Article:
Department of Justice
U.S. Attorney’s Office
Central District of California
FOR IMMEDIATE RELEASE
Monday, June 5, 2023
LOS ANGELES – A Pomona man and his food wholesale company have pleaded guilty in federal court to attempting to smuggle Chinese frozen roasted eel for human consumption which had been previously refused entry into the United States, federal authorities announced today.
Kevin Sheng Hsiang Fang, 41, and Fang’s City of Industry-based food wholesale business, Yong Chang Trading Co., Ltd. (dba Heng Xing Foods, Inc.), each pleaded guilty May 31 to one count of smuggling and one count of introducing adulterated food into interstate commerce.
Fang was a high-volume importer of Chinese frozen roasted eel, commonly known as unagi. The criminal case stems from a shipment of Fang’s imported Chinese frozen roasted eel that was sample tested by the Food and Drug Administration (FDA) and found to be unsafe for human consumption, which prompted the FDA to refuse its entry into the United States. Fang admitted that he knowingly re-imported the previously refused Chinese frozen roasted eel, using new entry information and comingled with other eel to evade detection.
When he pleaded guilty, Fang admitted that the Chinese frozen roasted eel which he tried to import and distribute was adulterated with Gentian Violet, Leucogentian Violet and Malachite Green, unsafe new animal drugs. The use of these antibiotics or chemicals during various stages of aqua-cultured food can result in the presence of residues of the parent compound or its metabolites in the edible portion of the aqua-cultured seafood. The presence of antibiotic residues may contribute to an increase of antimicrobial resistance in human pathogens, according to an FDA alert. Moreover, prolonged exposure to Malachite Green and Gentian Violet has been shown to have a carcinogenic effect.
The FDA, in partnership with U.S. Customs and Border Protection (CBP), serves as the first line of defense for America’s imported seafood supply chain and utilizes import alerts for aqua-cultured seafood from countries around the world. Seafood and fish products are temporarily detained with FDA detention holds to prevent the introduction of contaminated food product into commerce. The FDA contacts importers to advise of the hold with a detention hold notification and waits for the sample testing results to establish that a seafood or fish product is non-violative. The regulatory framework prevents the entry and distribution of potentially violative or unsafe seafood to customers in the United States, and it serves to protect the integrity and safety of the imported fish and seafood supply chain for human consumption.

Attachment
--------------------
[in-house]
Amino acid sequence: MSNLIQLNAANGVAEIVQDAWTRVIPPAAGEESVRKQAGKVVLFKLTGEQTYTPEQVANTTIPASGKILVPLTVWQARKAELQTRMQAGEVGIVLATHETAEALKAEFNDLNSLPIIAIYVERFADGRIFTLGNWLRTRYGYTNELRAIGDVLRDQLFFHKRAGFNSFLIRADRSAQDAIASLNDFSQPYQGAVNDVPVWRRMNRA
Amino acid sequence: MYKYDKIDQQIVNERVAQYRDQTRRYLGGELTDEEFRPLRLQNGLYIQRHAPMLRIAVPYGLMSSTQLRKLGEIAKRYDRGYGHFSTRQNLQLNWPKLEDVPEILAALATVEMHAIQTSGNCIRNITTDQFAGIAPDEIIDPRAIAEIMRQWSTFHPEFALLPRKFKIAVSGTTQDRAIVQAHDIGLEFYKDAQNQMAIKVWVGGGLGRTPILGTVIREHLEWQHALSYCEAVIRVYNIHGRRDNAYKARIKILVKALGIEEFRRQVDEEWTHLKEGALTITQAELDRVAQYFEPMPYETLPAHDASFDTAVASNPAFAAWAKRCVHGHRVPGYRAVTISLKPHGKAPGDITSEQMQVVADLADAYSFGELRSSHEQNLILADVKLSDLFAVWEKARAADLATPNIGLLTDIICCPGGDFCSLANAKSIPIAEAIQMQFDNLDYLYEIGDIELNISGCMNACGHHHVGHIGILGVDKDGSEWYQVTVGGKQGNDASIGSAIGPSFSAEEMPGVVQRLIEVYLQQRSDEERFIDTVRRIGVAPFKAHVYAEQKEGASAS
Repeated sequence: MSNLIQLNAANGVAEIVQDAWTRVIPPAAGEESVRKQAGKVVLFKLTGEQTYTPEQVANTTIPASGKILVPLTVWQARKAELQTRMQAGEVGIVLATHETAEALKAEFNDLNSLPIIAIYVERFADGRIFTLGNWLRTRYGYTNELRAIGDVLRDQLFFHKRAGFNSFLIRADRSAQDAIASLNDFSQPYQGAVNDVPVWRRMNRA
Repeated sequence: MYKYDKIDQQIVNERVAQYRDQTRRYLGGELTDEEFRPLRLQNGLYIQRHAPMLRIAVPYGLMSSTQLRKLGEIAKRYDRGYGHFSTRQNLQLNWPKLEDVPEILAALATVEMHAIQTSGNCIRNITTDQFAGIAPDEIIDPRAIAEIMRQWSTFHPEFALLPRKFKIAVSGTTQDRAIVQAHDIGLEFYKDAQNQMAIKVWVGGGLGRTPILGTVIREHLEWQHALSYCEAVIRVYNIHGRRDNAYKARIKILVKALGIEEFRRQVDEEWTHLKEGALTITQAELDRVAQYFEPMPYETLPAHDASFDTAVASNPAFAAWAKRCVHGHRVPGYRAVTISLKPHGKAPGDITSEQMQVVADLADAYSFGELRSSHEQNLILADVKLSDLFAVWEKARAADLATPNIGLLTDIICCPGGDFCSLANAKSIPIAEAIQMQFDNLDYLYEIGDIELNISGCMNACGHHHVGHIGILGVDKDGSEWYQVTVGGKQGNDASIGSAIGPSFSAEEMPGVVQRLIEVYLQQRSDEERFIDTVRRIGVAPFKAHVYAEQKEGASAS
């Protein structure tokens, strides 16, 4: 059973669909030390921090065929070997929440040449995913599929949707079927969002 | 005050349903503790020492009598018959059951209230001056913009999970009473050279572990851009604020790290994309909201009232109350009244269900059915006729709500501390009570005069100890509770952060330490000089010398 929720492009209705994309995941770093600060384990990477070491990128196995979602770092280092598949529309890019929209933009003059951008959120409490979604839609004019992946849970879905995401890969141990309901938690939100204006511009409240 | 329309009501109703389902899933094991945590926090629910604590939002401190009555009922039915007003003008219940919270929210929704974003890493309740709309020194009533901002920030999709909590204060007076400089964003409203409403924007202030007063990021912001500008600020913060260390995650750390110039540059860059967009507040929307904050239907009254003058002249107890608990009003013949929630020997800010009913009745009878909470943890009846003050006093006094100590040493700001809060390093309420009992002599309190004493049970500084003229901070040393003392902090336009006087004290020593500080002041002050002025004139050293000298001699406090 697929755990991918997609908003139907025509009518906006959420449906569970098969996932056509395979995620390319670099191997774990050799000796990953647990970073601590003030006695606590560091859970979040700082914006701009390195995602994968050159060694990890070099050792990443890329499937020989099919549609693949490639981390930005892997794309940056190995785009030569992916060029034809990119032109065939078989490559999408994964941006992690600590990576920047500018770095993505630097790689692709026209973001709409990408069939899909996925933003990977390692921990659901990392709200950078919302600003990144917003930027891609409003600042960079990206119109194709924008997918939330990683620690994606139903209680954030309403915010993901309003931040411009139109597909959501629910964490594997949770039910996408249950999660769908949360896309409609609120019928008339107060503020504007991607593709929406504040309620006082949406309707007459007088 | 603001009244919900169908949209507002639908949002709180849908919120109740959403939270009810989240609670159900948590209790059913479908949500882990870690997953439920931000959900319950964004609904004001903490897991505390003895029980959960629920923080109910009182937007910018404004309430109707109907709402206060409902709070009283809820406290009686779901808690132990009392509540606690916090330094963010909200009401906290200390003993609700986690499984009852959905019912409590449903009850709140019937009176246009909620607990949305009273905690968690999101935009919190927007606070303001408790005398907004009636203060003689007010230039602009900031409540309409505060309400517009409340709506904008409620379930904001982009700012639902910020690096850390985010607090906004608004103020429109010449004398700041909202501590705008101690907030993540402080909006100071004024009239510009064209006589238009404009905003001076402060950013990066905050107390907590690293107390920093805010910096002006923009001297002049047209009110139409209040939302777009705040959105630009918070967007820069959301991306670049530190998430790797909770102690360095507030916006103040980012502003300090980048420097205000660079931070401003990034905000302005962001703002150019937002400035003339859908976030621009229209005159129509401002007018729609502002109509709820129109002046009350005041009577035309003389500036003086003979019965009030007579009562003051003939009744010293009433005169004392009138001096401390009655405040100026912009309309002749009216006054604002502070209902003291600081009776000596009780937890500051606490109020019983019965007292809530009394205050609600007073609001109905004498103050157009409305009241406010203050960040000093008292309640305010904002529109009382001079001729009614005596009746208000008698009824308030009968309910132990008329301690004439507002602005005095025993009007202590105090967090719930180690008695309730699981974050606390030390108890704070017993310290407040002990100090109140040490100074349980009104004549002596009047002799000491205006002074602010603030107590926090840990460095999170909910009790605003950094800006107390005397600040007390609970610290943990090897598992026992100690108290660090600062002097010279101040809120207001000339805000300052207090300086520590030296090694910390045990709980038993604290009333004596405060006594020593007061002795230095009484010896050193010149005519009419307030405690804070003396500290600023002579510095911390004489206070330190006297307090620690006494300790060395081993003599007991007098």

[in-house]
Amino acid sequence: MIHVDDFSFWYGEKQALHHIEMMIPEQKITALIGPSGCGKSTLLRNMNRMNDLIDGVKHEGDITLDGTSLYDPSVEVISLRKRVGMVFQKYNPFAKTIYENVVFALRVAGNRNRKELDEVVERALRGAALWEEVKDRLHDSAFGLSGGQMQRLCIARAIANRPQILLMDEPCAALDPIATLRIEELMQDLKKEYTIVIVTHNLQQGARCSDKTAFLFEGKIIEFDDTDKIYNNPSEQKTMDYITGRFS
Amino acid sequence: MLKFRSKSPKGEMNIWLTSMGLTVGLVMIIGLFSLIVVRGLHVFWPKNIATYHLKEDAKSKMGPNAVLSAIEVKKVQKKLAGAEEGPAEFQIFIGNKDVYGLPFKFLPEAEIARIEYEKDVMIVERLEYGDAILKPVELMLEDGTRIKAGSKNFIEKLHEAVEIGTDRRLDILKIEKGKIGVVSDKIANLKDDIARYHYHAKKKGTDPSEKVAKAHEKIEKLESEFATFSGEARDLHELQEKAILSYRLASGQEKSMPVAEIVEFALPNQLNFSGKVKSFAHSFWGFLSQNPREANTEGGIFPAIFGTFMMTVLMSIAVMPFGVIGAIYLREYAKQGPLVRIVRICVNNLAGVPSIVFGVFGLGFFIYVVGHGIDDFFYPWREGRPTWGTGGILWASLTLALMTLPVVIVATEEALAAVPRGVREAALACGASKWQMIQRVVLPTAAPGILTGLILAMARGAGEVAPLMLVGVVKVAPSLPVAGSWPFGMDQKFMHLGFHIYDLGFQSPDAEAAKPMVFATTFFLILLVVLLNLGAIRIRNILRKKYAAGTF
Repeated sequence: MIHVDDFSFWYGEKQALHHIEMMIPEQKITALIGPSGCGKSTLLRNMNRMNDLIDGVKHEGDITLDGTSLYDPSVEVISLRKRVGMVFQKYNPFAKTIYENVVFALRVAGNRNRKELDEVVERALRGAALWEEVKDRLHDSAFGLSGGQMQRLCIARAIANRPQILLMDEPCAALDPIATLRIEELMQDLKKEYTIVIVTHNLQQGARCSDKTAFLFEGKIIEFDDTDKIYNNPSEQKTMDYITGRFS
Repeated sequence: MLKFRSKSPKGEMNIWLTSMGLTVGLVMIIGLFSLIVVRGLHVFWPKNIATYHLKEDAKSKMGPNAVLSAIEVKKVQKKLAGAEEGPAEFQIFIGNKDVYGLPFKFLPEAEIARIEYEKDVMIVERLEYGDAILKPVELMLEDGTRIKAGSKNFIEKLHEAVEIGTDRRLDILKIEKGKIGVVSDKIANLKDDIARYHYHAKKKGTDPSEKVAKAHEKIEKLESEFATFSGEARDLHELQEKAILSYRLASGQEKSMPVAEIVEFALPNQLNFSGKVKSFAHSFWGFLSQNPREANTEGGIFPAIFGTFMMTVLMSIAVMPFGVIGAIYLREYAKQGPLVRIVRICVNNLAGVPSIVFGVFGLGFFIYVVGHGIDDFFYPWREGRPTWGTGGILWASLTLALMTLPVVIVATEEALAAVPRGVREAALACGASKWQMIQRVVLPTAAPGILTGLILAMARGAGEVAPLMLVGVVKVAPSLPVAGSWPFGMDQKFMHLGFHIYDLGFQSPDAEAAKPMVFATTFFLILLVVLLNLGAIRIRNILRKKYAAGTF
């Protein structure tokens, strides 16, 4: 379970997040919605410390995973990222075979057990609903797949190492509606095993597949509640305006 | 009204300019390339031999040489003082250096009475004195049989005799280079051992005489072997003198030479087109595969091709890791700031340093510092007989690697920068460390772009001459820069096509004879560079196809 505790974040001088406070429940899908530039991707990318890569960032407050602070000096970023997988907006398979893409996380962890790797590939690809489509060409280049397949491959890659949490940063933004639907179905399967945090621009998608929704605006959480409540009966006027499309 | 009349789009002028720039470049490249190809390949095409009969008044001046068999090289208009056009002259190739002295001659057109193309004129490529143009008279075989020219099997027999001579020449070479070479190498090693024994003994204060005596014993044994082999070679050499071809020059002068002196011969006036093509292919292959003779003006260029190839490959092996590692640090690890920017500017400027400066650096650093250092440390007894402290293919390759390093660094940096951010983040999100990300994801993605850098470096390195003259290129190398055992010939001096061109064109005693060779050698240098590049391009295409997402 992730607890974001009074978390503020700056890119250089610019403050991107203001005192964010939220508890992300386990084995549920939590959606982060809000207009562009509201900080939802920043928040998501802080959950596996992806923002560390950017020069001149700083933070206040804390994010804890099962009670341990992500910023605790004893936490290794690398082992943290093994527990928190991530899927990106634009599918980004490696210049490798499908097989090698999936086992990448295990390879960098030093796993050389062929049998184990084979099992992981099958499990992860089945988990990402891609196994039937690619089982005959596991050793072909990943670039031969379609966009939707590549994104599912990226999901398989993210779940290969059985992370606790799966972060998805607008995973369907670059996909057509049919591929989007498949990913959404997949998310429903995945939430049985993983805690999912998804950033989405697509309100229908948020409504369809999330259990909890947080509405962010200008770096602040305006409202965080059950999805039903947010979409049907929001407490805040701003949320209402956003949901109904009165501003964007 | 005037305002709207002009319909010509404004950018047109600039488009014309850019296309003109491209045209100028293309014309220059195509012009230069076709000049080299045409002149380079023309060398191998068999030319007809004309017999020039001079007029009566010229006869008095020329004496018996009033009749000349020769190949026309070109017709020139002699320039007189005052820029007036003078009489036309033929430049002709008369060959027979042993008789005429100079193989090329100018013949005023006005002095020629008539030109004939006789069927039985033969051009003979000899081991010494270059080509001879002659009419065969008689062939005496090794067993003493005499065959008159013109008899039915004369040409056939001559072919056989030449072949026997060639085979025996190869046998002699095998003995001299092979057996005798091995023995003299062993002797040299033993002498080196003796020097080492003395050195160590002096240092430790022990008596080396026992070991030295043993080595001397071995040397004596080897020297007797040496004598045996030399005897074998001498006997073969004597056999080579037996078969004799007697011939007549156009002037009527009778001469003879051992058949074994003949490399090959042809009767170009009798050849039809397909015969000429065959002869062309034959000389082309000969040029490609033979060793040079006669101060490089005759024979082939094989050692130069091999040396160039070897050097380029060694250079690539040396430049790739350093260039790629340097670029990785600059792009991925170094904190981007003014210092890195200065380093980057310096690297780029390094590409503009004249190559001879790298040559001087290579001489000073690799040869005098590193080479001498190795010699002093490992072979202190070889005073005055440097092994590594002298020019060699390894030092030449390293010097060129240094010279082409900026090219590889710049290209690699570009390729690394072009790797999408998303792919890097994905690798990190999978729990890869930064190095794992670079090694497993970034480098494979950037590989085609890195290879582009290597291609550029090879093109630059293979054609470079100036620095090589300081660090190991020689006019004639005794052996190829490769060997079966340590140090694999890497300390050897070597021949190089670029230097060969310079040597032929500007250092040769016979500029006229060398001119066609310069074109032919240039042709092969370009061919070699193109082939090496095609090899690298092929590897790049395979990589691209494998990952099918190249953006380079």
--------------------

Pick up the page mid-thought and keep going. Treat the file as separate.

“Federal laws that prohibits the smuggling of certain food products are intended to protect consumers from hazards to their health,” said United States Attorney Martin Estrada. “We are committed to working with our law enforcement partners to protect the American people from such public health dangers and to ensure the safety of our food supply.”
“Today’s announcement serves as a reminder that food importers have a critical responsibility to sell food that is safe for American consumers to eat,” said Special Agent in Charge Robert M. Iwanicki of the FDA’s Office of Criminal Investigations, Los Angeles Field Office. “We will continue to pursue and bring to justice those who put the public health at risk by distributing adulterated foods in the U.S. marketplace.”
“This individual showed complete disregard for the health and safety of the U.S. consumer by knowingly bringing tainted products into the market,” said Eddy Wang, Homeland Security Investigations (HSI) Los Angeles Acting Special Agent in Charge. “Thanks to the professionalism and dedication of multiple partner agencies, this criminal activity has been disrupted.”
“The result of this investigation to detect and prevent the illegal trade of wildlife species was made possible through the diligent work, dedication, and collaboration among all law enforcement agencies involved,” said Special Agent in Charge Manisa Kung of the U.S. Fish and Wildlife Service’s Office of Law Enforcement, Pacific Southwest Region.
Fang is scheduled to be sentenced on August 14 by United States District Judge Percy Anderson. As a result of his guilty pleas, Fang will face a statutory maximum sentence of 21 years in federal prison.
This case was investigated by the FDA, Office of Criminal Investigations; Homeland Security Investigations; and the U.S. Fish and Wildlife Service.
Assistant United States Attorney Amanda M. Bettinelli of the Environmental Crimes and Consumer Protection Section is prosecuting the case.
Director of Media Relations
USAO - California, Central
Press Release Number: 23-125